China is claiming its first-ever hypersonic missile test was actually the test of a space vehicle, but its recent activity provides a different story. In June of 2021, commercial satellite images obtained by researchers at the James Martin Center for Nonproliferation Studies in California show that the People’s Liberation Army Rocket Force (PLARF) is developing more than 250 silos in multiple locations. The construction of these silos indicates China is serious about bolstering its nuclear arsenal, and that its attention is being spent on becoming a nuclear threat. The discovery of these silos follows recent warnings by Pentagon officials about the rapid advances in China’s nuclear capabilities. Matt Korda and Hans Kristensen of the Federation of American Scientists write (abridged):
Satellite images reveal that China is building a second nuclear missile silo field. The discovery follows the report earlier this month that China appears to be constructing 120 missile silos near Yumen in Gansu province. The second missile silo field is located 380 kilometers (240 miles) northwest of the Yumen field near the prefecture-level city of Hami in Eastern Xinjiang.
The Hami missile silo field is in a much earlier stage of development than the Yumen site. Construction began at the start of March 2021 in the southeastern corner of the complex and continues at a rapid pace. Since then, dome shelters have been erected over at least 14 silos and soil cleared in preparation for construction of another 19 silos. The grid-like outline of the entire complex indicates that it may eventually include approximately 110 silos.
Breaking news: China’s building 100+ nuclear missile silos in its desert. In 2020 it was 100+ potential Uighur detention camps, now this.
— Will Marshall (@Will4Planet) June 30, 2021
The Hami site was first spotted by Matt Korda, Research Associate for the Nuclear Information Project at the Federation of American Scientists, using commercial satellite imagery. Higher resolution images of the site were subsequently provided by Planet.
The silos at Hami are positioned in an almost perfect grid pattern, roughly three kilometers apart, with adjacent support facilities. Construction and organization of the Hami silos are very similar to the 120 silos at the Yumen site, and are also very similar to the approximately one-dozen silos constructed at the Jilantai training area in Inner Mongolia. These shelters are typically removed only after more sensitive construction underneath is completed. Just like the Yumen site, the Hami site spans an area of approximately 800 square kilometers.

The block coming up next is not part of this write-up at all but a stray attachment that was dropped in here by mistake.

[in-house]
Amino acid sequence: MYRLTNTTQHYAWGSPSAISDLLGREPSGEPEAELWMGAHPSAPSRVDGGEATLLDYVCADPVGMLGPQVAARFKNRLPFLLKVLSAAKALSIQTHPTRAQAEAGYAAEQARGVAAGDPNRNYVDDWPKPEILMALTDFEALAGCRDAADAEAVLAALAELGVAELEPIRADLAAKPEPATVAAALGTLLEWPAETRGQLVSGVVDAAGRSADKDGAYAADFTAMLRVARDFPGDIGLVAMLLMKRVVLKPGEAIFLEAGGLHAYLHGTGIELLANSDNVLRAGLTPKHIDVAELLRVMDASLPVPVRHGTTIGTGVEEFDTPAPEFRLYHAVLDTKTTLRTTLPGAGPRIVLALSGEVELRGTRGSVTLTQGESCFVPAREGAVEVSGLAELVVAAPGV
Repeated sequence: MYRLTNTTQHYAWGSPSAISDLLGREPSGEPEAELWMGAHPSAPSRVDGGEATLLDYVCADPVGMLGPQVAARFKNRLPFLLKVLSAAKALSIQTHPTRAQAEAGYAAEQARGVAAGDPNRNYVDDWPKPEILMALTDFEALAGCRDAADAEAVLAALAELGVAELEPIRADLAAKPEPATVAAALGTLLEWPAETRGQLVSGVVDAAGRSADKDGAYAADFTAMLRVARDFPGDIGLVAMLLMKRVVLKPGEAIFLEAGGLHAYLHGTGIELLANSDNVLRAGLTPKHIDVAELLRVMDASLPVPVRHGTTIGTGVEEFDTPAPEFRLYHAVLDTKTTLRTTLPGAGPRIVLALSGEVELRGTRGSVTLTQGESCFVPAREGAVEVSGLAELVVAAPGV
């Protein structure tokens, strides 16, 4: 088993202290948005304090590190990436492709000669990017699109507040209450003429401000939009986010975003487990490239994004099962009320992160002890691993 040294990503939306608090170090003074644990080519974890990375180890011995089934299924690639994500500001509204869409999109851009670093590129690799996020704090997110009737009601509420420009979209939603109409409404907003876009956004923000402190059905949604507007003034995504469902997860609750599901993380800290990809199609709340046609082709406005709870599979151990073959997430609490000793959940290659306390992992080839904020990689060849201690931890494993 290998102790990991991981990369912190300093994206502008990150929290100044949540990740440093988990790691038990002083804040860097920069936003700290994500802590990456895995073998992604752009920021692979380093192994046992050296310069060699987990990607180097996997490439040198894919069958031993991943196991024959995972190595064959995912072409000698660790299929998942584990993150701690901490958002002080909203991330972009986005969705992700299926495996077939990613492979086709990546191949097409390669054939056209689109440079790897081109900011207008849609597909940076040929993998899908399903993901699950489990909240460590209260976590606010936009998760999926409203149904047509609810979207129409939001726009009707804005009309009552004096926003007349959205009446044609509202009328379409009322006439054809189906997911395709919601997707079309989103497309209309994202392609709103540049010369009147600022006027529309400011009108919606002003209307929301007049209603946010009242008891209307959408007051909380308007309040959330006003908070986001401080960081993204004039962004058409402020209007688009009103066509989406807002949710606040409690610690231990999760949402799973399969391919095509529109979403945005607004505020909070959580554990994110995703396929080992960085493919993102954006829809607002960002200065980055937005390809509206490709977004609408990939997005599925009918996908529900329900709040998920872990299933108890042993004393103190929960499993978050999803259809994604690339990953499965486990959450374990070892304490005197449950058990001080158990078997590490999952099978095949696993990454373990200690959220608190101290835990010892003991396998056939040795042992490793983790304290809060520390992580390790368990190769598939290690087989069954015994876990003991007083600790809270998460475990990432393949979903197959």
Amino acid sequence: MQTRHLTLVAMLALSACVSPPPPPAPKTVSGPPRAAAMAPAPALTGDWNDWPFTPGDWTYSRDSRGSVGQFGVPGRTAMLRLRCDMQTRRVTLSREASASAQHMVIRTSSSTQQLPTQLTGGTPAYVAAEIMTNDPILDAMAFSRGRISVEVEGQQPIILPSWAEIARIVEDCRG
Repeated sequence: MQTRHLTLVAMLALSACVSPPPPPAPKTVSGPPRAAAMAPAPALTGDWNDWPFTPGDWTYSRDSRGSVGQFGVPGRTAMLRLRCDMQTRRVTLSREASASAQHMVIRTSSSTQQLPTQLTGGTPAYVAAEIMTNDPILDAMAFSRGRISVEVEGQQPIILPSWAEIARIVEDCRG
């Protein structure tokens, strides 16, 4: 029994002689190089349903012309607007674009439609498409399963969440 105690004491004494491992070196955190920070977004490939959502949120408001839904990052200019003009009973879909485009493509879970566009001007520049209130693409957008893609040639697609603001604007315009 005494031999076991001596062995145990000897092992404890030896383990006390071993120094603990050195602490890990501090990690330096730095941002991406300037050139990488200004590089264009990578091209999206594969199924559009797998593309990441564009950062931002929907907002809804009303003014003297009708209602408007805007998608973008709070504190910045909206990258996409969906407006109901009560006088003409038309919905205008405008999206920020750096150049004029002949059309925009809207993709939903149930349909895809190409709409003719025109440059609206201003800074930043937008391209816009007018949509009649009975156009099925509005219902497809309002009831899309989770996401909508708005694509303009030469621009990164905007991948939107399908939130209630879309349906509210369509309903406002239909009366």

Impact on the Chinese nuclear arsenal
The silo construction at Yumen and Hami constitutes the most significant expansion of the Chinese nuclear arsenal ever. China has for decades operated about 20 silos for liquid-fuel DF-5 ICBMs. With 120 silos under construction at Yumen, another 110 silos at Hami, a dozen silos at Jilantai, and possibly more silos being added in existing DF-5 deployment areas, the People’s Liberation Army Rocket Force (PLARF) appears to have approximately 250 silos under construction – more than ten times the number of ICBM silos in operation today.
The number of new Chinese silos under construction exceeds the number of silo-based ICBMs operated by Russia, and constitutes more than half of the size of the entire US ICBM force. The Chinese missile silo program constitutes the most extensive silo construction since the US and Soviet missile silo construction during the Cold War.
The 250 new silos under construction are in addition to the force of approximately 100 road-mobile ICBM launchers that PLARF deploys at more than a dozen bases. It is unclear how China will operate the new silos, whether it will load all of them with missiles or if a portion will be used as empty decoys. If they are all loaded with single-warhead missiles, then the number of warheads on Chinese ICBMs could potentially increase from about 185 warheads today to as many as 415 warheads. If the new silos are loaded with the new MIRVed DF-41 ICBMs, then Chinese ICBMs could potentially carry more than 875 warheads (assuming 3 warheads per missile) when the Yumen and Hami missile silo fields are completed.
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